16) Illinois: Teachers at a high profile all-boys charter school in Chicago, Urban Prep, have authorized a strike. “Unionized teachers in the network’s three campuses voted unanimously to authorize a strike if they don’t reach an agreement with Urban Prep officials on issues including teacher salaries, health insurance benefits and more resources for students in the classrooms. They haven’t set a strike date yet. The Urban Prep Union, which operates under the umbrella of the Chicago Teachers Union, also filed an unfair labor practice charge against management on Thursday. The CTU says operators at the charter school network have been dragging out contract negotiations for more than three years since their last contract expired in 2018. Teachers at Urban Prep said salary increases haven’t kept pace with inflation and their wages aren’t competitive with many other schools.”

17) IllinoisUnder pressure from teachers, students and parents, the Chicago Public Schools system has rejected the proposed relocation of a charter high school [ASPIRA Early College—ed.] to Albany Park, “a Northwest Side neighborhood where families and staff at a district-run high school worried the controversial move could hurt their enrollment.” Bing Howell, CPS’ school portfolio chief, told the Board of Education that “at the core of this decision is what the impact could be on neighborhood schools, which is a critical priority for this district.”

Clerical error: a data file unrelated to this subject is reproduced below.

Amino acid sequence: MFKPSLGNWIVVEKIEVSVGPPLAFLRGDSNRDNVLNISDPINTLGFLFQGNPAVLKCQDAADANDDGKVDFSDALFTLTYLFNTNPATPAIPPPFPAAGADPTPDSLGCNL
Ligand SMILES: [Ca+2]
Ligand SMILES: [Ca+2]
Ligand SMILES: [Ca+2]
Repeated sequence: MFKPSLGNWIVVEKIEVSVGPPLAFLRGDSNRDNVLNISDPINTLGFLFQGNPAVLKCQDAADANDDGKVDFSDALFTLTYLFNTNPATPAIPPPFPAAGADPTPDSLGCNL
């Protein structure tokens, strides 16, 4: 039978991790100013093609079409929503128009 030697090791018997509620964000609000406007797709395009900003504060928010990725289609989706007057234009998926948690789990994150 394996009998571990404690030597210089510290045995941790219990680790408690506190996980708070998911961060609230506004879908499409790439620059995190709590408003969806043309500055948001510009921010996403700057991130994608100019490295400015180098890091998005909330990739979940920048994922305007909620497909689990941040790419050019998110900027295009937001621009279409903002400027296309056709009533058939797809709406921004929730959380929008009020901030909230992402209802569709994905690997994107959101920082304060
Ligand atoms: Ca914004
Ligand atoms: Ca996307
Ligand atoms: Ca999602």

18) Indiana: The state is going to leverage federal money to back a pre-K voucher plan

“Indiana has forecasted an unexpected $2 billion revenue windfall over the next two years, but Democratic proposals to spend more on preschools failed to win support from Republicans who control the statehouse. Still, Indiana expects to expand early education access through about $1.1 billion in federal funds for preschool and for programs focusing on children from birth to 12 years, said Maureen Weber, president and CEO of the Early Learning Indiana, which offers help to child care providers statewide.” 

19) Iowa: Public education advocate Shawgi Tell, writing in Dissident Voice, traces out how school privatizers are restructuring the state of Iowa to seize public funds. “Recently, the Governor of Iowa, Kim Reynolds, signed a law that significantly increases the ability of major owners of capital to siphon public funds from public schools by creating more charter schools while also eliminating long-standing democratic arrangements, namely local school control over what happens in local school districts. Under the new law, neoliberals seeking to privately appropriate public money can circumvent local public school boards and apply directly to the State Board of Education to start a charter school operated by unelected individuals. The public has no say over this or what happens to the taxes they pay. (…)